Young People

Oral Answers to Questions — Employment – in the House of Commons at 12:00 am on 29th November 1994.

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Photo of Alun Michael Alun Michael , Cardiff South and Penarth 12:00 am, 29th November 1994

To ask the Secretary of State for Employment what fresh initiatives he intends to take to motivate young people toward training and employment.

Photo of James Paice James Paice Parliamentary Under-Secretary (Department of Employment)

The competitiveness White Paper sets out proposals for better careers advice and work experience which, together with more vocational routes, should motivate young people to maximise their talents.

Photo of Alun Michael Alun Michael , Cardiff South and Penarth

Does the Minister realise that his reply will be as boring to young people as the Minister was obviously bored in giving it? Does he not realise that giving opportunity is the best way to motivate young people? Will he say specifically what he will offer? What opportunity will he offer the 106,000 young people aged 16 and 17 who do not have a job, who are not in a training opportunity and are not in full-time education?

Photo of James Paice James Paice Parliamentary Under-Secretary (Department of Employment)

If the hon. Gentleman is going to bandy about statistics, I suggest that he finds out the truth behind those statistics. He will find that the supposed figure of 106,000 includes people who are in full-time education, whom we have never considered to be unemployed. It includes all those who are disabled and on special programmes. It includes a range of people who are not classified as unemployed. The Government have done more to provide alternative options for young people than any previous Government. With national vocational qualifications now providing vocational opportunities, and the development of general national vocational qualifications, modern apprenticeships and accelerated modern apprenticeships, there is plenty of opportunity for young people.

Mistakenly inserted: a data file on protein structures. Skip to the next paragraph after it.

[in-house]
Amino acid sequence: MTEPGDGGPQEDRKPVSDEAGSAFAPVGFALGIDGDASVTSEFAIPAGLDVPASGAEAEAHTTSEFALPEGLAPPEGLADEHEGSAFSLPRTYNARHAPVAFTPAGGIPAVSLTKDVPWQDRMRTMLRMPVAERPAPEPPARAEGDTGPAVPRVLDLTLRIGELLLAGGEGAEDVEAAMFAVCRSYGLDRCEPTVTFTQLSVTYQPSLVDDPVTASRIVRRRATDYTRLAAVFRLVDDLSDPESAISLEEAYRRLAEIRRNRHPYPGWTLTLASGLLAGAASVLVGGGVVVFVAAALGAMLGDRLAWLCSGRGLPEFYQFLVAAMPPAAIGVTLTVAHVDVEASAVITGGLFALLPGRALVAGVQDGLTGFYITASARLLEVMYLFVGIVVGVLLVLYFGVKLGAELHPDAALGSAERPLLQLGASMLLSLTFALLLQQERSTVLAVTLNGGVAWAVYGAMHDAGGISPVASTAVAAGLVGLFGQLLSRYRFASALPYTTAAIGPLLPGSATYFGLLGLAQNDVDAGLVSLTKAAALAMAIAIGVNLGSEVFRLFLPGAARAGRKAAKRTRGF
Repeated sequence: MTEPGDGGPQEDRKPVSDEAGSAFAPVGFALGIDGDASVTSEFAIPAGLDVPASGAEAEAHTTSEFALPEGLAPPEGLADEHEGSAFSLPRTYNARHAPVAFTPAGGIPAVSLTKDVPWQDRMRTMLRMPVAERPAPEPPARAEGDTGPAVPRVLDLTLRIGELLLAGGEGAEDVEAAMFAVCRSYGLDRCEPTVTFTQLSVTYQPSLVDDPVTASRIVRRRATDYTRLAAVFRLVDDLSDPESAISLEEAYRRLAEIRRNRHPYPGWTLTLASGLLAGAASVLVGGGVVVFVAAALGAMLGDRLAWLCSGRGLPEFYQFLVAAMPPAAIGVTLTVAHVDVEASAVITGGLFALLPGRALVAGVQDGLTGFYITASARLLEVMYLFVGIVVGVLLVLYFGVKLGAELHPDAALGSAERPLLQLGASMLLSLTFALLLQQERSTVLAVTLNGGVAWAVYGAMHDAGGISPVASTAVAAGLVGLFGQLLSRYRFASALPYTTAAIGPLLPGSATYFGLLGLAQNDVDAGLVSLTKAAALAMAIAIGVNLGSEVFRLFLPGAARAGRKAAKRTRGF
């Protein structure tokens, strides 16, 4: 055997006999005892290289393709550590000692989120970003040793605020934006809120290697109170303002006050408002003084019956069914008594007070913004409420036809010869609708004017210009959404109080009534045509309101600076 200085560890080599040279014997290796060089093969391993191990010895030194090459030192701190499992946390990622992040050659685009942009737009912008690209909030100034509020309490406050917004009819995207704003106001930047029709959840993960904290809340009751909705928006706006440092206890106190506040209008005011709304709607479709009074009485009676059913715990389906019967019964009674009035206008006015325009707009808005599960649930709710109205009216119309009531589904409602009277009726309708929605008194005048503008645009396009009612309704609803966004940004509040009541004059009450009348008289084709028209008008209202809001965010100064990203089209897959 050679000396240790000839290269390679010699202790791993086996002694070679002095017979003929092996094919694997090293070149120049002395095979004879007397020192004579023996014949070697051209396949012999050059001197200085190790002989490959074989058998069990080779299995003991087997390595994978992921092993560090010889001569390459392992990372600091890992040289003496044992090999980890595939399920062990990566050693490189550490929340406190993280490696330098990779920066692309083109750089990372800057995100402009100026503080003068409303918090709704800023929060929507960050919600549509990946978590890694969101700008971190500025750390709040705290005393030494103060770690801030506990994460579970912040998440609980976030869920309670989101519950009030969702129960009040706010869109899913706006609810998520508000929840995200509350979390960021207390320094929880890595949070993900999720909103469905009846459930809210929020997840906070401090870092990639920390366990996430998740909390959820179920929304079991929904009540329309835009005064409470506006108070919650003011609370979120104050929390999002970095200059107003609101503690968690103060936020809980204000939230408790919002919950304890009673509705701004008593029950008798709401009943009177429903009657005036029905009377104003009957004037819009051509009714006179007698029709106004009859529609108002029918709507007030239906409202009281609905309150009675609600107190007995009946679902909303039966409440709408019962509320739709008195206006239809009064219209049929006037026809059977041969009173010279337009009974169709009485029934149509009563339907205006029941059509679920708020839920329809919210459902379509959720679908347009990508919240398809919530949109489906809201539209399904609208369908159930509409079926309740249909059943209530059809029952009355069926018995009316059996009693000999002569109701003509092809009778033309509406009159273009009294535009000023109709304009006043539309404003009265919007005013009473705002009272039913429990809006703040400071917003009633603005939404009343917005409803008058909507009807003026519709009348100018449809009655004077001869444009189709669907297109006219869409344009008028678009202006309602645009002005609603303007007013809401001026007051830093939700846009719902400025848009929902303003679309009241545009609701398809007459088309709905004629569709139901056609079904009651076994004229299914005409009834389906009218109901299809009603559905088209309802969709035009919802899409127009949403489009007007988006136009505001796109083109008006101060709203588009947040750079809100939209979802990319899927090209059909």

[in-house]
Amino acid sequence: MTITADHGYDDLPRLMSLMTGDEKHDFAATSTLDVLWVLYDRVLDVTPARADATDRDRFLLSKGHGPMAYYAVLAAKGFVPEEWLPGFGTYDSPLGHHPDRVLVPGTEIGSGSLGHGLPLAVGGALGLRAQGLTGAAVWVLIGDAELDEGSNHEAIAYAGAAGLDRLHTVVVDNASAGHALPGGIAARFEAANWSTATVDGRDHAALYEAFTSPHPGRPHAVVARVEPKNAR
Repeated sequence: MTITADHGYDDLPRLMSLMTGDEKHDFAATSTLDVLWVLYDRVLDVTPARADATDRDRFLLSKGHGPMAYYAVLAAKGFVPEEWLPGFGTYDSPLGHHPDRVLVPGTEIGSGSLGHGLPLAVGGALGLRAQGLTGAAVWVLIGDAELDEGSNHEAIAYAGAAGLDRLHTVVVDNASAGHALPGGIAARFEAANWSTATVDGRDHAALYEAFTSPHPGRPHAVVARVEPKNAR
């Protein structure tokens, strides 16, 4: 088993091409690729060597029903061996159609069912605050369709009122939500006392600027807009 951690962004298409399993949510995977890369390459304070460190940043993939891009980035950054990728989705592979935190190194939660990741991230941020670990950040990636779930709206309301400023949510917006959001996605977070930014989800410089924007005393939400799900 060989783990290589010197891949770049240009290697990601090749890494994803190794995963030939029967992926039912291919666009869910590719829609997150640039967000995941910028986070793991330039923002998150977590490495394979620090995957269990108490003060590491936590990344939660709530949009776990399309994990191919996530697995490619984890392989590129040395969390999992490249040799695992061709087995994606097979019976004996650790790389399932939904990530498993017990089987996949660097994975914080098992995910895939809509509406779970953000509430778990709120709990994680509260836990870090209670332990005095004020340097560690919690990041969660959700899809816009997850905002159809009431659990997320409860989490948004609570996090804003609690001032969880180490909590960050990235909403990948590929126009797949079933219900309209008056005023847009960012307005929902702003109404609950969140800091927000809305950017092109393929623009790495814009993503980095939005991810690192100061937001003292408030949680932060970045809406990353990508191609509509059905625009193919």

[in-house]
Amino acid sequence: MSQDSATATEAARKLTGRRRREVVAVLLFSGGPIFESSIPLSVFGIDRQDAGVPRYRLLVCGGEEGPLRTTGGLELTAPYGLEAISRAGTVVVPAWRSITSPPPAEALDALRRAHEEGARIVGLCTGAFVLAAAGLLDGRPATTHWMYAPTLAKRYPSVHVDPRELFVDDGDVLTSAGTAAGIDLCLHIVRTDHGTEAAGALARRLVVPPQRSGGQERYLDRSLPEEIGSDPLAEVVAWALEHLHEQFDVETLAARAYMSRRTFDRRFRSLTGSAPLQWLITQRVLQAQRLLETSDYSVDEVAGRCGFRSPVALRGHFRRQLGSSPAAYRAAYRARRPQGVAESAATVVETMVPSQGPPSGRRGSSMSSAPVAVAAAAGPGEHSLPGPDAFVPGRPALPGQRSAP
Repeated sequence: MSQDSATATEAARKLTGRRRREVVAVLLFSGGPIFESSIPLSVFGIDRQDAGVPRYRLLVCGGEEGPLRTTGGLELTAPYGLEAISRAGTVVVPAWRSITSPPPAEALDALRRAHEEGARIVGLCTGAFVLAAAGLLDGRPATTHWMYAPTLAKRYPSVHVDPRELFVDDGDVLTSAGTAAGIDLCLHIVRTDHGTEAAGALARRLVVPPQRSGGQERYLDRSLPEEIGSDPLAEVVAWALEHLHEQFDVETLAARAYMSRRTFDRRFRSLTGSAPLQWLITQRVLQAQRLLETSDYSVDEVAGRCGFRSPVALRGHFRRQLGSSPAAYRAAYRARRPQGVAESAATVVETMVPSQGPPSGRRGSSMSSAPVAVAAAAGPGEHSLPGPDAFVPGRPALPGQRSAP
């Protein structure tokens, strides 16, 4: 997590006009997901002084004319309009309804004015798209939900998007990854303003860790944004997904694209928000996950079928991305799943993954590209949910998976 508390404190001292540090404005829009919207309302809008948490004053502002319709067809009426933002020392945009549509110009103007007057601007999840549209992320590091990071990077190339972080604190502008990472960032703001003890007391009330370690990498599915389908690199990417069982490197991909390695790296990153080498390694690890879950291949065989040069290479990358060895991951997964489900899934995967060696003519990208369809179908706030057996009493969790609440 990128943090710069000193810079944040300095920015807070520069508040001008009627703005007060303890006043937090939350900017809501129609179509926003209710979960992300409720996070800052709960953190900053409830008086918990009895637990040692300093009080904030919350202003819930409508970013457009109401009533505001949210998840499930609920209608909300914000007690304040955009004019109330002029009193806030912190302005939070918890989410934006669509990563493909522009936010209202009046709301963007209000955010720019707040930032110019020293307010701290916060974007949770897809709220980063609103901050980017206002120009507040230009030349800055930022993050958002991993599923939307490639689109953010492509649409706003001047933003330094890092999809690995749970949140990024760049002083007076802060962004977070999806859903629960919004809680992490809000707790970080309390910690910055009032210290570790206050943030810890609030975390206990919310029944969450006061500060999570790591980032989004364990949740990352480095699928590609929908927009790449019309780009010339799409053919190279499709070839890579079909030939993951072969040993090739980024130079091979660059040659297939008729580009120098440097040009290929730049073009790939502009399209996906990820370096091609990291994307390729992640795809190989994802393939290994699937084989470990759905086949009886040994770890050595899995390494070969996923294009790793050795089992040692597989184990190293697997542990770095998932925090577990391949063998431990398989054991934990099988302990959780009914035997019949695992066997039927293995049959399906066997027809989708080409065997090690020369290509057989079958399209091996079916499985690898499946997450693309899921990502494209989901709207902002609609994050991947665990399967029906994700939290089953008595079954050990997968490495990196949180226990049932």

Photo of Mr Phil Gallie Mr Phil Gallie , Ayr

If we accept the figure that was given by the hon. Member for Cardiff, South and Penarth (Mr. Michael), and if one in five of those in youth training fail to find jobs, does it not mean that there is an 80 per cent. success rate? If that is the case, is it not a good position from which to go forward?

Photo of James Paice James Paice Parliamentary Under-Secretary (Department of Employment)

My hon. Friend is exactly right. The reverse of any negative is a positive. Eighty per cent. of young people completing youth training, further education or training have a job within six months. That is a high success rate. We are aiming for even more. With the development of youth credits and of modern apprenticeships, we are opting for even better than that.

Photo of John Reid John Reid , Motherwell North

The Minister's platitudes will carry little encouragement for young people. I remind him of one statistic about the long-term unemployed, many of whom are young people. In 1979, before the memory-retention span of the Secretary of State for Employment, 340,000 people were long-term unemployed. This year, 1 million people have been unemployed for longer than one year. I know that the Government do not want to rush into anything, but, after 15 years, how long will it take to reach anywhere near the level of long-term unemployment which they inherited 15 years ago?

Photo of James Paice James Paice Parliamentary Under-Secretary (Department of Employment)

For the 16 to 25-year-old group—the group which the substantive question is about—we have now put into place a range of opportunities. For those in that group who are long-term unemployed, we are running pilot programmes called 1–2–1 and Workwise, both of which so far have demonstrated considerable improvements in the ability to obtain work. That is satisfactory progress which we are monitoring extremely closely.